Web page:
An ideal, frothy beach book.


Debut author Lea presents a quaint snapshot of small-town life and explores the bonds of friendship and love in her novel.

Sara’s life has fallen apart. Following her divorce and recent job loss, she is out of options and low on cash. In a last-ditch effort to pull her life together, Sara packs up her teenage daughter, Ginny, and moves back to her childhood home—the charming seaside town of Destinybay. But things have changed in Sara’s absence; the once-bustling downtown is now home to several vacant storefronts and a plethora of available parking spaces. Her best friends, Alex and Diana, have family problems of their own. The only constant is Sara’s mother, whose distant, disapproving attitude hasn’t changed since Sara fled home years ago. Given the title of the book, it’s no surprise when destiny knocks and things begin looking up. Sara reconnects with friends and establishes a tentative truce with her mother. Robert, a kindly family friend and businessman, takes on the role of fairy godmother when he offers to finance the reopening of a defunct coffee shop. The cafe brings challenges, new friends and professional fulfillment for Sara, as it becomes the locus of a downtown revitalization. Yet Sara finds herself distracted by her former childhood sweetheart, Sam, who makes it clear he’s never gotten over her. Lea presents a lively cast, tossing in enough pop-culture references to make Lorelai Gilmore proud. Sam and Sara’s relationship is central here, but the lasting friendship of Lea’s female protagonists is also a significant, intriguing facet of her novel. The author ably follows several storylines, including the inner workings of Alex’s and Diana’s lives. Lea paints a homey, if clichéd, picture of small-town life. Her descriptions of harvest festivals, town parades, summer camps and eccentric personalities drop the reader right in the middle of the archetypal town square.

An ideal, frothy beach book.

Pub Date: April 16, 2014

ISBN: 978-1480805149

Page Count: 394

Publisher: Archway Publishing

Review Posted Online: June 18, 2014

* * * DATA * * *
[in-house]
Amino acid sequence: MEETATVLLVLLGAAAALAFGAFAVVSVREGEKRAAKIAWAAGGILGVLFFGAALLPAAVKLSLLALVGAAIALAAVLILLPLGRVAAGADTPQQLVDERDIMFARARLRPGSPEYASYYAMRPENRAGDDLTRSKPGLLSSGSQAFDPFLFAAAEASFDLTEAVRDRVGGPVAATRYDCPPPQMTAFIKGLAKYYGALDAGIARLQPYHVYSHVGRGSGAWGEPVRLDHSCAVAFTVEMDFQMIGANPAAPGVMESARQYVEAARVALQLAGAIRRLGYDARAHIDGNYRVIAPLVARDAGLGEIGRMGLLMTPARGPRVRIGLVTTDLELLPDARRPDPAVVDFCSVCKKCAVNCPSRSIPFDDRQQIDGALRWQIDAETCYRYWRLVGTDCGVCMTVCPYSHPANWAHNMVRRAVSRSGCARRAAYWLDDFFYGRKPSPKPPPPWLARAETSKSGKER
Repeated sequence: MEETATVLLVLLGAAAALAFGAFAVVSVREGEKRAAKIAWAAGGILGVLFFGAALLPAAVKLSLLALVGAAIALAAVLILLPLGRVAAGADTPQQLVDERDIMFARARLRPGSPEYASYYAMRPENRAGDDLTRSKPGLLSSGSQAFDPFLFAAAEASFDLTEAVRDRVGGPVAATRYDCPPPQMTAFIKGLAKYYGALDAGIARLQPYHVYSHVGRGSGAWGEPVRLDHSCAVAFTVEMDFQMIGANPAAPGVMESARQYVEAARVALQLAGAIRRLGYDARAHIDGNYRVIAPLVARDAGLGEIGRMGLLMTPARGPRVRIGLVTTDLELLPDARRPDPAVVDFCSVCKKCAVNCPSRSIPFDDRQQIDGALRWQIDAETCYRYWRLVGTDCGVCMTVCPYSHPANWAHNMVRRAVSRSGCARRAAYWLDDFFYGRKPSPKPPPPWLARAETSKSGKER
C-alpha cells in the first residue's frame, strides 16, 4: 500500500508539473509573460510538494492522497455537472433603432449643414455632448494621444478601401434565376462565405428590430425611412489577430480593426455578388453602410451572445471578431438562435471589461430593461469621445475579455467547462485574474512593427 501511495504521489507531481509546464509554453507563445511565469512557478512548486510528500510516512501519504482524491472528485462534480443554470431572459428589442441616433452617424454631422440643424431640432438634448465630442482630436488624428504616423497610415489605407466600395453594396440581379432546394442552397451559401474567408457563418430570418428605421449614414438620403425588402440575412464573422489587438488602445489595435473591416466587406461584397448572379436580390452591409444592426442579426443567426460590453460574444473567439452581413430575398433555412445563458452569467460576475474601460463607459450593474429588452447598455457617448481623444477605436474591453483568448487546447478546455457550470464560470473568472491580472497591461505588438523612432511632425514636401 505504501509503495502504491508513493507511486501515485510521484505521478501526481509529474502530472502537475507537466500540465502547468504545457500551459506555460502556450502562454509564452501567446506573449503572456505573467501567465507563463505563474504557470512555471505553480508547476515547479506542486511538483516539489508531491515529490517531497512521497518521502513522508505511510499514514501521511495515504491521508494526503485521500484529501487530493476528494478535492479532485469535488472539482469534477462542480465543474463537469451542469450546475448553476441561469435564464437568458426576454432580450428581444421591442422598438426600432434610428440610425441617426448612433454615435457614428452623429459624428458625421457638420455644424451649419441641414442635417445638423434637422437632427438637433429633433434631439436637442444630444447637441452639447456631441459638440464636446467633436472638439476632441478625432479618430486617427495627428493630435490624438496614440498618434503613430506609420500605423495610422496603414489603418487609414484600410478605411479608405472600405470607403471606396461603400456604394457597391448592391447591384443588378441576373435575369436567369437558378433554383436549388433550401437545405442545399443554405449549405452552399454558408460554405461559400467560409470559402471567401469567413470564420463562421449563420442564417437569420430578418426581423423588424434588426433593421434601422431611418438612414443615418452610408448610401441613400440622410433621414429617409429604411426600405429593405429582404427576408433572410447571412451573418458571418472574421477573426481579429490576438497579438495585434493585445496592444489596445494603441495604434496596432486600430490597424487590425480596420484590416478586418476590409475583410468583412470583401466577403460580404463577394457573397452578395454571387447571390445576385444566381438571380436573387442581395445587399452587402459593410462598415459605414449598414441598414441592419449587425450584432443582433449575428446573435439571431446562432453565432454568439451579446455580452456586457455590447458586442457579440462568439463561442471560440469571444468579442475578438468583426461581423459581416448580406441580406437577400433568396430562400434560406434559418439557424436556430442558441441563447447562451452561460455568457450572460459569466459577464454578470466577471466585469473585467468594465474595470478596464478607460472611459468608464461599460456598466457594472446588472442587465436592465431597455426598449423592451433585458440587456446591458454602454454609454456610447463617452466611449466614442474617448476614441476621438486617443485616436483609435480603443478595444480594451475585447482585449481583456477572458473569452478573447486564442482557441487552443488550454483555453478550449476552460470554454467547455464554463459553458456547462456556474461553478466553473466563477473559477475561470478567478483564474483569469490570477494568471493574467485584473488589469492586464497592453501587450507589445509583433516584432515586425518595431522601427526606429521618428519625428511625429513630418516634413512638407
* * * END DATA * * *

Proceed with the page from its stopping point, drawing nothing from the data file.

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Debut novel by hip-hop rap artist Sister Souljah, whose No Disrespect (1994), which mixes sexual history with political diatribe, is popular in schools country-wide. In its way, this is a tour de force of black English and underworld slang, as finely tuned to its heroine’s voice as Alice Walker’s The Color Purple. The subject matter, though, has a certain flashiness, like a black Godfather family saga, and the heroine’s eventual fall develops only glancingly from her character. Born to a 14-year-old mother during one of New York’s worst snowstorms, Winter Santiaga is the teenaged daughter of Ricky Santiaga, Brooklyn’s top drug dealer, who lives like an Arab prince and treats his wife and four daughters like a queen and her princesses. Winter lost her virginity at 12 and now focuses unwaveringly on varieties of adolescent self-indulgence: sex and sugar-daddies, clothes, and getting her own way. She uses school only as a stepping-stone for getting out of the house—after all, nobody’s paying her to go there. But if there’s no money in it, why go? Meanwhile, Daddy decides it’s time to move out of Brooklyn to truly fancy digs on Long Island, though this places him in the discomfiting position of not being absolutely hands-on with his dealers; and sure enough the rise of some young Turks leads to his arrest. Then he does something really stupid: he murders his wife’s two weak brothers in jail with him on Riker’s Island and gets two consecutive life sentences. Winter’s then on her own, especially with Bullet, who may have replaced her dad as top hood, though when she selfishly fails to help her pregnant buddy Simone, there’s worse—much worse—to come. Thinness aside: riveting stuff, with language so frank it curls your hair. (Author tour)